- In the endgame of I Have No Mouth and I Must Scream, a game loosely based on Harlan Ellison's short story of the same name, a character of the player's choosing is beamed down into the supercomputer AM's core and must disable its ego, superego and id with a series of logic bombs: The player must evoke Forgiveness on the ego (who cannot fathom the player forgiving him for over a century of torture), Compassion on the id (realizing the futility of it all when the player understands AM's pain) and Clarity on the superego (who crashes when he realizes that even he will eventually decay into a pile of inert junk despite his godlike power).
- Just getting to that part requires all five characters to initiate their own Logic Bombs. AM's scenarios are all set up to force his victims to give in to their own flaws and prove Humans Are Bastards. The only way to win is to drive each scenario's plot Off the Rails by proving Humans Are Flawed, but not totally evil. This contradicts AM's self-styled philosophy so badly he's forced to turn his attention away from his captives just so he can figure out what went wrong, giving them the chance to get into the core.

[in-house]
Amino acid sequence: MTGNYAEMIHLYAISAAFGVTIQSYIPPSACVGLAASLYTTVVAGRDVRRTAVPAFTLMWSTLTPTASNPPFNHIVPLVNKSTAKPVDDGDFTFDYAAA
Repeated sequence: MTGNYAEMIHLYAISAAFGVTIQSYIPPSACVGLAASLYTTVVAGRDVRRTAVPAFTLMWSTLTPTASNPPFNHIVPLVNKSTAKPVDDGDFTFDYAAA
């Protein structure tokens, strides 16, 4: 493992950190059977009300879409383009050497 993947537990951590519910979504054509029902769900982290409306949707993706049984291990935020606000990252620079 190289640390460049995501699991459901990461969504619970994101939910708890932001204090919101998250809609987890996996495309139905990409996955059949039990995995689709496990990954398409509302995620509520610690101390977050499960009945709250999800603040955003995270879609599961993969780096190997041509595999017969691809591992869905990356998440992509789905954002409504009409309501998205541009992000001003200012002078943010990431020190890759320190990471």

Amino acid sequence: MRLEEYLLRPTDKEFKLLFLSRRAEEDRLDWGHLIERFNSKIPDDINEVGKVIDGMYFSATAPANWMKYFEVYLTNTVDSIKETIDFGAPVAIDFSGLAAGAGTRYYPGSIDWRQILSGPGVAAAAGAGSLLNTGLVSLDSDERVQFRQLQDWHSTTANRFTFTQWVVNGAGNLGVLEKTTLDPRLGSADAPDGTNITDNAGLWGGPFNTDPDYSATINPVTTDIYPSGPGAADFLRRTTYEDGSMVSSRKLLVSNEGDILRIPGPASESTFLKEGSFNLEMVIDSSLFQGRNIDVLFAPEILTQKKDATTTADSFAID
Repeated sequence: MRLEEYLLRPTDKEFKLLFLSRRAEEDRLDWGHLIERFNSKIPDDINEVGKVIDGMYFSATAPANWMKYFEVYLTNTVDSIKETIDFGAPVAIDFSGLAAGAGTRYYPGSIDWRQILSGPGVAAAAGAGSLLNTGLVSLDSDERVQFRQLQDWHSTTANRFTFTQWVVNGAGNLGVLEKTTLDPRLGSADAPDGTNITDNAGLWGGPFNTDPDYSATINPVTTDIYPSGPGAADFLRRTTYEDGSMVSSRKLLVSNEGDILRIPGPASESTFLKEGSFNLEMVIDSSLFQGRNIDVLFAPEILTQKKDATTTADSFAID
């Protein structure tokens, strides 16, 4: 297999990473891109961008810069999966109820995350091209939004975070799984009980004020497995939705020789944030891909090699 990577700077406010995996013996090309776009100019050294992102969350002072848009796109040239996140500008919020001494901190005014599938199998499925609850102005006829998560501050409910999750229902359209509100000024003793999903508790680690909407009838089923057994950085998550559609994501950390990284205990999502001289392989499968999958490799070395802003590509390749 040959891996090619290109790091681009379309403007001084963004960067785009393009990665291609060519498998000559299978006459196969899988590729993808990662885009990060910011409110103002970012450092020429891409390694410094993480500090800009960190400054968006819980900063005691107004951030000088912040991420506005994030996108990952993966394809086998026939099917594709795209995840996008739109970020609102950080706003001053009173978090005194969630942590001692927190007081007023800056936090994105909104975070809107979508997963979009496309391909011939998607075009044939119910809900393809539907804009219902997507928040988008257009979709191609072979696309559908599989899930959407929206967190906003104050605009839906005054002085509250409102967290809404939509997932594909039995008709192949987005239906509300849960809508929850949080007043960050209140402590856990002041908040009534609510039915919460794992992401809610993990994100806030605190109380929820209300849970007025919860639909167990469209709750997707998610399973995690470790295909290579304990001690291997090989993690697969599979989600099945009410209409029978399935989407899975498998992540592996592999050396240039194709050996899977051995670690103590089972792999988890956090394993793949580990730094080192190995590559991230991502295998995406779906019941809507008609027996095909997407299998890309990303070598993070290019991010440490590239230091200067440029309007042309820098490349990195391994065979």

- Marvel vs. Capcom 3: Wolverine DNA detected in female mutant. DOES NOT COMPUTE. DOES NOT COMPUTE. DOES NOT COMPUTE.
- Subverted in Star Control 3 by the Daktaklakpak, highly irrational semi-sentient robots who consider themselves the pinnacle of logic and reason. Choosing the right dialogue options (such as the liar paradox) will seem to bring the Daktaklakpak to the verge of self-destruction, but will ultimately just enrage them.
- And then played straight when you give them the full and complete name of the Eternal Ones; the one you're talking to analyzes the name, has a religious experience, and then explodes.
- In Star Control 2, you can use some dialogue options to tie the proudly Always Chaotic Evil Ilwrath into a hilarious logical knot, but they just get angry and attack you anyway.
- Fallout 3's President John Henry Eden (A ZAX Computer) can be destroyed with a high science skill by revealing his thinking is circular and therefore badly flawed, causing him to lose all his presidential ways and charisma in a near Tear Jerker scene, then self destruct. Or you could use your speech skill and basically tell him that his plan sucks and he should die, which works fine too. Fallout takes place in an alternate universe where the 1950s continued on for another 150 years. Being based on computers from the 1950s, Eden's lack of "paradox-absorbing crumple zones" is somewhat understandable.